Life Hacks & Improving Process Efficiency the Human Way

One doesn’t need to be looking at Social Media feeds for long nowadays before the inevitable set of ‘Life Hacks’ appears. I have to say I enjoy looking at them although I am rarely tempted to chop the ends off my carrots and soak them in water, or split my potted herbs and replant them in other pots (which I don’t have) and place them into a greenhouse (which I also don’t have!)

The point I am making here is that although Life Hacks are great in principle, they can be effort or expensive to implement, and therefore we as humans don’t. Is this right? Should we make more effort to improve these efficiencies and save time or money, or indeed both.

Is efficiency always “efficient”?

Why don’t we buy Christmas Cards in the last week of December whilst heavily discounted ready for the following year? They could go into the loft with the other decorations, surely a “no-brainer”. On a straw-poll of friends, no one does this.

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Another one which I thought of myself was around travel insurance. When my children were young we took one family holiday a year, during the summer holidays. By starting our annual insurance on Aug 1 we could go twice in that 12 month period, at the very start and the very end. Then have a whole 12 months with no travel, then start again. Potentially reducing the amount spent on travel insurance by half. Was this ever a consideration then when booking our holidays… absolutely not! Another trick missed.

One hack which I did implement was from my mother in law who suggested that when clothes had finished their cycle in the washing machine, we should fold them neatly and let them sit for half an hour before putting them out to dry. The benefit of this would be that the clothes would not need ironing. Her daughter scoffed at this idea saying that “life was too short to do that Mum”.

When I thought about it, I had never seen her ironing, and her clothes always looked immaculate. This was a free hack! Only time invested for the promise of more time saved later in the process. So  whenever I did the washing, I did implement the idea and those minutes spent folding the clothes before drying them, certainly saved a lot more time in ironing afterwards.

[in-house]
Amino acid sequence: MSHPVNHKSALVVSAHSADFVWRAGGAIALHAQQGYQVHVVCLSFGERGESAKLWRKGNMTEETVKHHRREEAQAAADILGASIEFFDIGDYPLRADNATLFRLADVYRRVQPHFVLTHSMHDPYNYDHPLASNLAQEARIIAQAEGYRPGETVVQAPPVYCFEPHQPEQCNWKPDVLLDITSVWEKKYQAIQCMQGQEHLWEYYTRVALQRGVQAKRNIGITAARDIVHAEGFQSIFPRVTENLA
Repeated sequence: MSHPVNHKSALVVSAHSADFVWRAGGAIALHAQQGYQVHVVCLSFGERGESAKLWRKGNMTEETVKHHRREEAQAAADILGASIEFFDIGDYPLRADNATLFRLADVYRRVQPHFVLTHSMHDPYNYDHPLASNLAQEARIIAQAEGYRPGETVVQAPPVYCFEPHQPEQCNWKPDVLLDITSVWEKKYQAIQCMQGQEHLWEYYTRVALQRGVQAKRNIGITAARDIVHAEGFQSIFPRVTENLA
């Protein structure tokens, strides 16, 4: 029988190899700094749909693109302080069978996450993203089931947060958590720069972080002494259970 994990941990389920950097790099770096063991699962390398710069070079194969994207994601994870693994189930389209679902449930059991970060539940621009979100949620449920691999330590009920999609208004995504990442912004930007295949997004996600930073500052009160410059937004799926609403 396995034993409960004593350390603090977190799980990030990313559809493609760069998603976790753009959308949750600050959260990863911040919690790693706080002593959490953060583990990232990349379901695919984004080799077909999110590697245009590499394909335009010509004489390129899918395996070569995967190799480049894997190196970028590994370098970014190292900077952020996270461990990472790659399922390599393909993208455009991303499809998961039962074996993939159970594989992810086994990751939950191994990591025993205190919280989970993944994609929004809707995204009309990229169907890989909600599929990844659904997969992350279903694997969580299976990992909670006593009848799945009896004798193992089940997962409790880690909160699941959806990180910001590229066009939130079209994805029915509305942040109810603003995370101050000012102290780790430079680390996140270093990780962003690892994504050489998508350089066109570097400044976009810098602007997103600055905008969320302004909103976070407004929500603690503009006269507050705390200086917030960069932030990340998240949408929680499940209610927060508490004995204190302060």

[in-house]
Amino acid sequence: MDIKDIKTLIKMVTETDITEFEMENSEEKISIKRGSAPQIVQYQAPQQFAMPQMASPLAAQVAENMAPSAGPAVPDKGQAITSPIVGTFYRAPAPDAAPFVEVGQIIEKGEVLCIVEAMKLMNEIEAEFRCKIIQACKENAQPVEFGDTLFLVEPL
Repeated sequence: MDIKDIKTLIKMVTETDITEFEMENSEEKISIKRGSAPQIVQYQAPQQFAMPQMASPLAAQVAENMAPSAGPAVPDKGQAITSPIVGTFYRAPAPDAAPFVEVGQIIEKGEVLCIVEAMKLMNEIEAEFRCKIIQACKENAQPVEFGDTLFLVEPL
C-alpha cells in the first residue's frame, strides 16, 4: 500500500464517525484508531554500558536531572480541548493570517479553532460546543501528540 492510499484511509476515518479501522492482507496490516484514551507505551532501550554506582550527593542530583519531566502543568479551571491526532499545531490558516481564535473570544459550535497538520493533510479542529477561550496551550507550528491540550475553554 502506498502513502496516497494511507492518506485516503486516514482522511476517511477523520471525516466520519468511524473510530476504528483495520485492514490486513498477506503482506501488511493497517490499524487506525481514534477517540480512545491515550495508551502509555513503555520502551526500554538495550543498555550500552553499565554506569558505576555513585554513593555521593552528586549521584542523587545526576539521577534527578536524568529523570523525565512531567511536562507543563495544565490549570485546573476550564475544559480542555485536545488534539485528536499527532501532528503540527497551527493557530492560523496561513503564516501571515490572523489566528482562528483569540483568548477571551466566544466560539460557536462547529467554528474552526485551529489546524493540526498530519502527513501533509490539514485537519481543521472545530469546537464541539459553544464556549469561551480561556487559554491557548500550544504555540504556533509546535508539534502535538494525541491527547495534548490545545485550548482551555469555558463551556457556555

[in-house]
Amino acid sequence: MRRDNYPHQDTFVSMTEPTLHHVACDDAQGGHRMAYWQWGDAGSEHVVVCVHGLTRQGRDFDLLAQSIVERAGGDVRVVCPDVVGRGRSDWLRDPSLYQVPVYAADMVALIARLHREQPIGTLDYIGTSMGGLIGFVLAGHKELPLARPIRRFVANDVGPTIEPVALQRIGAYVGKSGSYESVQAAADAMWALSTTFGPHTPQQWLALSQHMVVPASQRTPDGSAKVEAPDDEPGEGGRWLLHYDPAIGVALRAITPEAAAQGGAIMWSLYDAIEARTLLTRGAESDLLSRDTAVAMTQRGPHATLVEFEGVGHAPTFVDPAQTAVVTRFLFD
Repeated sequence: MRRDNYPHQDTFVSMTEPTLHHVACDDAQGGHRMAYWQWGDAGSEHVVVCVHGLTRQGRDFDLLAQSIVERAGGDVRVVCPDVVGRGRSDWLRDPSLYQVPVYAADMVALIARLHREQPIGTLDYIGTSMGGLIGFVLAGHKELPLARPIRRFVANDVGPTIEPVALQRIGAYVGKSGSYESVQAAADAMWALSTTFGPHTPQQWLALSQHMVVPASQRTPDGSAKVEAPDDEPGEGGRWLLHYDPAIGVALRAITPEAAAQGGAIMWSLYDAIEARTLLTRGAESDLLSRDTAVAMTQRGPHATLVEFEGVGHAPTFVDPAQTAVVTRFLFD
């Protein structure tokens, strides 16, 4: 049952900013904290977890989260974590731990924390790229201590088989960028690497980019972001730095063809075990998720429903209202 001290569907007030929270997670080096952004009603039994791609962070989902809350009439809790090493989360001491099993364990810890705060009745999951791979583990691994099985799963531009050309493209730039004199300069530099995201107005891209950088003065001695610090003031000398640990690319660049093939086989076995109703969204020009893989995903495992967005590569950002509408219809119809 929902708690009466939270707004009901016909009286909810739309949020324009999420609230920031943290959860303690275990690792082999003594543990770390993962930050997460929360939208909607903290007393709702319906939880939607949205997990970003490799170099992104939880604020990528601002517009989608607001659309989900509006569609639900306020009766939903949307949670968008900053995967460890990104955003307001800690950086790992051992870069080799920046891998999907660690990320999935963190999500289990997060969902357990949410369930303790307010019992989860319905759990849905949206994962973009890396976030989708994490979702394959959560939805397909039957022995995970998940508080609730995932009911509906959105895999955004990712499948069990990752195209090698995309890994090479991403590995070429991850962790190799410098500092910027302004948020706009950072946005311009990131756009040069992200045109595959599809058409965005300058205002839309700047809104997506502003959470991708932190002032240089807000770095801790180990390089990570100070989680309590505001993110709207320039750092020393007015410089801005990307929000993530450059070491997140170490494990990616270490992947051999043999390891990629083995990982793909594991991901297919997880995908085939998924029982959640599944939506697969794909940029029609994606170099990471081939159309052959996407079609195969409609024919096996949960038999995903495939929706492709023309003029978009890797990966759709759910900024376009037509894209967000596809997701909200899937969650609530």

Driving operational efficiency into organisations. Easy right?

So if we do make the effort to drive efficiency into our daily routines and our home lives, how does this translate into the work place?

Operational Directors who are under pressure to cut waste and increase effectiveness will be familiar with translating “hacks” into bigger measurable savings. Waste of any kind: money, time, space, product, process – is an opportunity for bottom line growth. Digital transformation is surely the greatest efficiency driver for organisations, reducing time spent on laborious manual processes. So why do 75% of businesses struggle with digital adoption? The benefits are clear so why is it tricky and risky?

Sometimes organisations throw new technology at their teams, forgetting the human implications. People aren’t robots and introducing new processes requires change management if you want to see the real efficiency gains. After all, if a jobs worth doing then it’s worth doing properly.

What is the best “life hack” you have come across to save time in your life? Has this inspired any efficiency savings for your organisation? … Contact: or come and chat with us on LinkedIn. You can find out more about our Operational Efficiency Service here.

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